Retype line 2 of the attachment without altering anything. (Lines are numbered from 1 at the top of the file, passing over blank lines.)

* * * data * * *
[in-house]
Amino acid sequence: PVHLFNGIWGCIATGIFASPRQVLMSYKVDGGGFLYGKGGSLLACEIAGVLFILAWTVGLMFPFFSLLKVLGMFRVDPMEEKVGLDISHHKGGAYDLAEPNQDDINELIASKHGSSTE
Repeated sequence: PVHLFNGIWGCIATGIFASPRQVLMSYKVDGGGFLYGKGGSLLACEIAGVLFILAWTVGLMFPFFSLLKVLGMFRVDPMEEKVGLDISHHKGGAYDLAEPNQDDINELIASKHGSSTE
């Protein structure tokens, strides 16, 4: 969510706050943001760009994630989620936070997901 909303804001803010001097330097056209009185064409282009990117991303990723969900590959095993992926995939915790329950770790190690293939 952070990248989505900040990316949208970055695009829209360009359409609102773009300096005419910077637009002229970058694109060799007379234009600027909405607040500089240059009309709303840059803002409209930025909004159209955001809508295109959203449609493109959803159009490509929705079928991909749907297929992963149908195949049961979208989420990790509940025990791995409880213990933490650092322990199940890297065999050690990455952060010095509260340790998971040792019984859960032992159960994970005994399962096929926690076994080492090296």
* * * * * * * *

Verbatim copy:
Amino acid sequence: PVHLFNGIWGCIATGIFASPRQVLMSYKVDGGGFLYGKGGSLLACEIAGVLFILAWTVGLMFPFFSLLKVLGMFRVDPMEEKVGLDISHHKGGAYDLAEPNQDDINELIASKHGSSTE